Terminals 12 a and 12 b connected to the ground electrode of the circuit to be measured are connected to the ground conductor 18. The ground conductor 18 is provided with a mounting region (dotted region in FIG. 1A) 15 b to which the remaining terminal of the chip capacitor 14 is connected. A distance between the mounting region 15 b and the mounting region 15 a provided for the line 17 is set to a value such that the chip capacitor 14 can be mounted. The ground conductor 18 is connected to a ground conductor 21 provided on the back surface through a plurality of via holes 10 provided with interposition of a specified interval. In order to obtain a stable frequency characteristic within the intended band, a distance between each of the terminals 11, 12 a and 12 b and the via hole 10 located closest to each terminal and a distance between the via holes 10 are each set not greater than one fourth of the wavelength λ of a signal to be inputted to the signal input and output terminal 11. The reason for the above setting will be described later by means of experimental data.

(2—2) Explanation of Equivalent Circuit

FIG. 2 is a diagram showing the equivalent circuit of the probe 1. As illustrated, the equivalent circuit of the probe 1 is obtained by connecting the chip capacitor 14 of which the other terminal is grounded is connected across the line 16 and the line 17, which have respective specified impedances and are connected in series with each other. The impedance of the line 17 changes according to the position in which the chip capacitor 14 is mounted in the mounting region 15 a, i.e., a distance from the terminal 11 to the mounting position. That is, by changing the mounting position of the chip capacitor 14 within the mounting region 15 a and the capacitance value of the chip capacitor 14, the value of the characteristic impedance Z2 of the probe 1 viewed from the signal input and output terminal 11 can be adjusted.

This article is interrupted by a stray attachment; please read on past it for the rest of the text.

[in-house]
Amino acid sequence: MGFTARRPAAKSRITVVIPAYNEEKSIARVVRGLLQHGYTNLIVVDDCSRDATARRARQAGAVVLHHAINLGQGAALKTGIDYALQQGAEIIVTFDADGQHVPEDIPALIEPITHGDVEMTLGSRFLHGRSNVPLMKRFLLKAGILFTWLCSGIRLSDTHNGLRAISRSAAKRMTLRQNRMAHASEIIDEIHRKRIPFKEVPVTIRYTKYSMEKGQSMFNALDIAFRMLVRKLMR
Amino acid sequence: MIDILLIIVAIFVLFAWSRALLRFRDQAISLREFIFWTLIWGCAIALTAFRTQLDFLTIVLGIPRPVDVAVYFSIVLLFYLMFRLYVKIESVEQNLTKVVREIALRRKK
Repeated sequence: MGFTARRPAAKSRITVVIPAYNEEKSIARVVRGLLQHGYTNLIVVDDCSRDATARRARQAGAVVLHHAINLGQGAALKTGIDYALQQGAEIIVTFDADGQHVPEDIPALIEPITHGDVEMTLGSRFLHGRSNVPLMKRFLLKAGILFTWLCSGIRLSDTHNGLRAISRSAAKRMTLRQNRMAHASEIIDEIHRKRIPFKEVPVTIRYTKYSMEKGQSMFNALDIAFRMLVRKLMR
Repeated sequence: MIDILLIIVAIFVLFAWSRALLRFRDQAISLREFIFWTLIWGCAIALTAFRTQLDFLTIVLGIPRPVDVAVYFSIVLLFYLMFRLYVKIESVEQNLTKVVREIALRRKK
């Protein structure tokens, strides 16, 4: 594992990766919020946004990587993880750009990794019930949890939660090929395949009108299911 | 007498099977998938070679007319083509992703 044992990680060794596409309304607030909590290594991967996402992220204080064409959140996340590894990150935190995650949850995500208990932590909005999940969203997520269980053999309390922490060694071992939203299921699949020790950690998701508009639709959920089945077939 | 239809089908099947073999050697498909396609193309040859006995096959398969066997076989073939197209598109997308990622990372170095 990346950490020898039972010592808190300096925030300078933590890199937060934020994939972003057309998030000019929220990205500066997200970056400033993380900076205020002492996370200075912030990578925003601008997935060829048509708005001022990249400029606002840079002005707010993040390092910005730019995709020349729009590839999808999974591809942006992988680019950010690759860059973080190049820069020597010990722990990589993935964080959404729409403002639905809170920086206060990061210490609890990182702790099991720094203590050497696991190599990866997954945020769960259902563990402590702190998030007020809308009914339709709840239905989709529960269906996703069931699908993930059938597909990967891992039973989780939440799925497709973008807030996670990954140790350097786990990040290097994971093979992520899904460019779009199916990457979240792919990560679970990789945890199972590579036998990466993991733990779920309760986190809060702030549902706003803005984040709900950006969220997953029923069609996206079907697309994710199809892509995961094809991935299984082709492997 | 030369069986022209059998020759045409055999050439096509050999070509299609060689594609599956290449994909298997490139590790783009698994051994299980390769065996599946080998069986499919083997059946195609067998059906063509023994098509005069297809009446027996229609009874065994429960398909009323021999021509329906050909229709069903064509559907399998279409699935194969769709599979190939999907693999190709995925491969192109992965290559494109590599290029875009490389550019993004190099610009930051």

(2-3) Concrete Example

FIG. 3A is a Smith chart showing the value of the characteristic impedance Z2 of the probe 1 when the mounting position of the chip capacitor 14 within the mounting region 15 a and the capacitance value of the chip capacitor 14 are changed in a variety of ways, while FIG. 3B is an enlarged view of the region enclosed by the dashed lines in the Smith chart shown in FIG. 3A.

In FIG. 3B, the reference numeral P1 indicates the characteristic impedance Z2 in the case where the chip capacitor 14 of 10 pf is mounted in a position 12 mm apart from the terminal 11 of the line 17. The reference numeral P2 indicates the characteristic impedance Z2 in the case where the chip capacitor 14 of 8 pf is mounted in a position 13 mm apart from the terminal 11 of the line 17. The reference numeral P3 indicates the characteristic impedance Z2 in the case where the chip capacitor 14 of 8 pf is mounted in a position 12 mm apart from the terminal 11 of the line 17. The reference numeral P4 indicates the characteristic impedance Z2 in the case where the chip capacitor 14 of 8 pf is mounted in a position 11 mm apart from the terminal 11 of the line 17. The reference numeral P5 indicates the characteristic impedance Z2 in the case where the chip capacitor 14 of 6 pf is mounted in a position 12 mm apart from the terminal 11 of the line 17.

The characteristic impedances Z2 at the points of P1 through P5 each indicate the values when a signal of a frequency of 0.95 GHz is inputted. As is understood with reference to the impedances Zp indicated at the points of P1, P3 and P5, it can be found that the characteristic impedance Z2 changes downward to the right in the Smith chart when the capacitance value of the chip capacitor 14 is decreased in the order of 10 pf→8 pf→6 pf in the state in which the mounting position of the chip capacitor 14 is fixed.